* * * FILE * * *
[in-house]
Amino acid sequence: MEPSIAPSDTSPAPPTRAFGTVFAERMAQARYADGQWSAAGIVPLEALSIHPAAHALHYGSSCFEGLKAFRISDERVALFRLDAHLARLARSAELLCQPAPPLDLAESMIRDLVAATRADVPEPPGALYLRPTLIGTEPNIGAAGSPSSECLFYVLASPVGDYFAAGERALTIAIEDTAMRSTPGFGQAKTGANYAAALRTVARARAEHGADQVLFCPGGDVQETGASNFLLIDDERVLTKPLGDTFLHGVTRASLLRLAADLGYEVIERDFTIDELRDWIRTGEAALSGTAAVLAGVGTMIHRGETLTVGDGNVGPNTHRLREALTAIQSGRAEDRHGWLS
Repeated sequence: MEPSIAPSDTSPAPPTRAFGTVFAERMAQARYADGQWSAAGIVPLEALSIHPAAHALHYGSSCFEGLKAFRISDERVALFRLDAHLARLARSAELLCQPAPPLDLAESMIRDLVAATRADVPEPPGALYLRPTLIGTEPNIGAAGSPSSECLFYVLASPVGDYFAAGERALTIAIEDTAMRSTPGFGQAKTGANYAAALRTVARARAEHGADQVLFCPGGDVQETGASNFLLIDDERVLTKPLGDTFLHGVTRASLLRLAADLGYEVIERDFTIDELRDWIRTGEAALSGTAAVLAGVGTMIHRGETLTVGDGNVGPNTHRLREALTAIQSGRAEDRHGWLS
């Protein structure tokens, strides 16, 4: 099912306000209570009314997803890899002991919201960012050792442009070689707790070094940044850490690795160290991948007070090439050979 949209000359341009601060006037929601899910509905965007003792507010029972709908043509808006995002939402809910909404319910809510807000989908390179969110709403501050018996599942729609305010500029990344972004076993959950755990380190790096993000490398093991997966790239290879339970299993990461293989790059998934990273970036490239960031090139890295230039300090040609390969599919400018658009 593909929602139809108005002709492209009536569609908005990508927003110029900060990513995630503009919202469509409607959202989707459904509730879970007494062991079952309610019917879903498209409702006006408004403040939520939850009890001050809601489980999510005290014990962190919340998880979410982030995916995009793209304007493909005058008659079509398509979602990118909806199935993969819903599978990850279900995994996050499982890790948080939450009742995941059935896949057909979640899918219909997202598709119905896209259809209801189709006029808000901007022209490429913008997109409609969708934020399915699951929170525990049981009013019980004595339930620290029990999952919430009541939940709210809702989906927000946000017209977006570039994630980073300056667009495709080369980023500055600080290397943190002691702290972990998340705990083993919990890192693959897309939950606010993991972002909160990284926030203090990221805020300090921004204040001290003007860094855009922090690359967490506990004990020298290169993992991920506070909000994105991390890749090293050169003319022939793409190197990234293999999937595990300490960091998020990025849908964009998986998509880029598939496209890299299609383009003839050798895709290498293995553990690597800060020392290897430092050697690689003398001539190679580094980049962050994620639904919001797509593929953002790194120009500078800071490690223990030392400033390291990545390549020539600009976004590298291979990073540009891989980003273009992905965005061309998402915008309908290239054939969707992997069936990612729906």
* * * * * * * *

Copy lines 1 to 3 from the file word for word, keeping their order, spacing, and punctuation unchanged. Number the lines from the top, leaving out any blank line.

[in-house]
Amino acid sequence: MEPSIAPSDTSPAPPTRAFGTVFAERMAQARYADGQWSAAGIVPLEALSIHPAAHALHYGSSCFEGLKAFRISDERVALFRLDAHLARLARSAELLCQPAPPLDLAESMIRDLVAATRADVPEPPGALYLRPTLIGTEPNIGAAGSPSSECLFYVLASPVGDYFAAGERALTIAIEDTAMRSTPGFGQAKTGANYAAALRTVARARAEHGADQVLFCPGGDVQETGASNFLLIDDERVLTKPLGDTFLHGVTRASLLRLAADLGYEVIERDFTIDELRDWIRTGEAALSGTAAVLAGVGTMIHRGETLTVGDGNVGPNTHRLREALTAIQSGRAEDRHGWLS
Repeated sequence: MEPSIAPSDTSPAPPTRAFGTVFAERMAQARYADGQWSAAGIVPLEALSIHPAAHALHYGSSCFEGLKAFRISDERVALFRLDAHLARLARSAELLCQPAPPLDLAESMIRDLVAATRADVPEPPGALYLRPTLIGTEPNIGAAGSPSSECLFYVLASPVGDYFAAGERALTIAIEDTAMRSTPGFGQAKTGANYAAALRTVARARAEHGADQVLFCPGGDVQETGASNFLLIDDERVLTKPLGDTFLHGVTRASLLRLAADLGYEVIERDFTIDELRDWIRTGEAALSGTAAVLAGVGTMIHRGETLTVGDGNVGPNTHRLREALTAIQSGRAEDRHGWLS